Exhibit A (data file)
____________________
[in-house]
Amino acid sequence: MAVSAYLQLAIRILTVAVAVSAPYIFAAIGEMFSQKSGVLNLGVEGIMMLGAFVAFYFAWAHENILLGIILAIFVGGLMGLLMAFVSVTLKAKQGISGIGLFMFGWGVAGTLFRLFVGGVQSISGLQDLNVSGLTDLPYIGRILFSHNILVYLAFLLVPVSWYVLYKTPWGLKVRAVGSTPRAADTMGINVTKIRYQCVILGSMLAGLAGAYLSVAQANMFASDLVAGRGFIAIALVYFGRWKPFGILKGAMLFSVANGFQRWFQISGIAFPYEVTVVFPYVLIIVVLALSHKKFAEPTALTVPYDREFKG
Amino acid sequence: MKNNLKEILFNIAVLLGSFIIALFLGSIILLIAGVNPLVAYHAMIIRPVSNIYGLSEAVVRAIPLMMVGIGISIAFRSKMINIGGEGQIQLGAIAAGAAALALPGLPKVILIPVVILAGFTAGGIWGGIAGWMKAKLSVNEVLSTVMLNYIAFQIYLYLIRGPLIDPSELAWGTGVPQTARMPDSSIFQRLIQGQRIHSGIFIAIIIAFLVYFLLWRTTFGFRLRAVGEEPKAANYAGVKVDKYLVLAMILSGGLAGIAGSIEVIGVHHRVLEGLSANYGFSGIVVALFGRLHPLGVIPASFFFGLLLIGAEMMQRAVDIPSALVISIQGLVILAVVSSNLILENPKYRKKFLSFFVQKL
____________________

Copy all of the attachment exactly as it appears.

[in-house]
Amino acid sequence: MAVSAYLQLAIRILTVAVAVSAPYIFAAIGEMFSQKSGVLNLGVEGIMMLGAFVAFYFAWAHENILLGIILAIFVGGLMGLLMAFVSVTLKAKQGISGIGLFMFGWGVAGTLFRLFVGGVQSISGLQDLNVSGLTDLPYIGRILFSHNILVYLAFLLVPVSWYVLYKTPWGLKVRAVGSTPRAADTMGINVTKIRYQCVILGSMLAGLAGAYLSVAQANMFASDLVAGRGFIAIALVYFGRWKPFGILKGAMLFSVANGFQRWFQISGIAFPYEVTVVFPYVLIIVVLALSHKKFAEPTALTVPYDREFKG
Amino acid sequence: MKNNLKEILFNIAVLLGSFIIALFLGSIILLIAGVNPLVAYHAMIIRPVSNIYGLSEAVVRAIPLMMVGIGISIAFRSKMINIGGEGQIQLGAIAAGAAALALPGLPKVILIPVVILAGFTAGGIWGGIAGWMKAKLSVNEVLSTVMLNYIAFQIYLYLIRGPLIDPSELAWGTGVPQTARMPDSSIFQRLIQGQRIHSGIFIAIIIAFLVYFLLWRTTFGFRLRAVGEEPKAANYAGVKVDKYLVLAMILSGGLAGIAGSIEVIGVHHRVLEGLSANYGFSGIVVALFGRLHPLGVIPASFFFGLLLIGAEMMQRAVDIPSALVISIQGLVILAVVSSNLILENPKYRKKFLSFFVQKL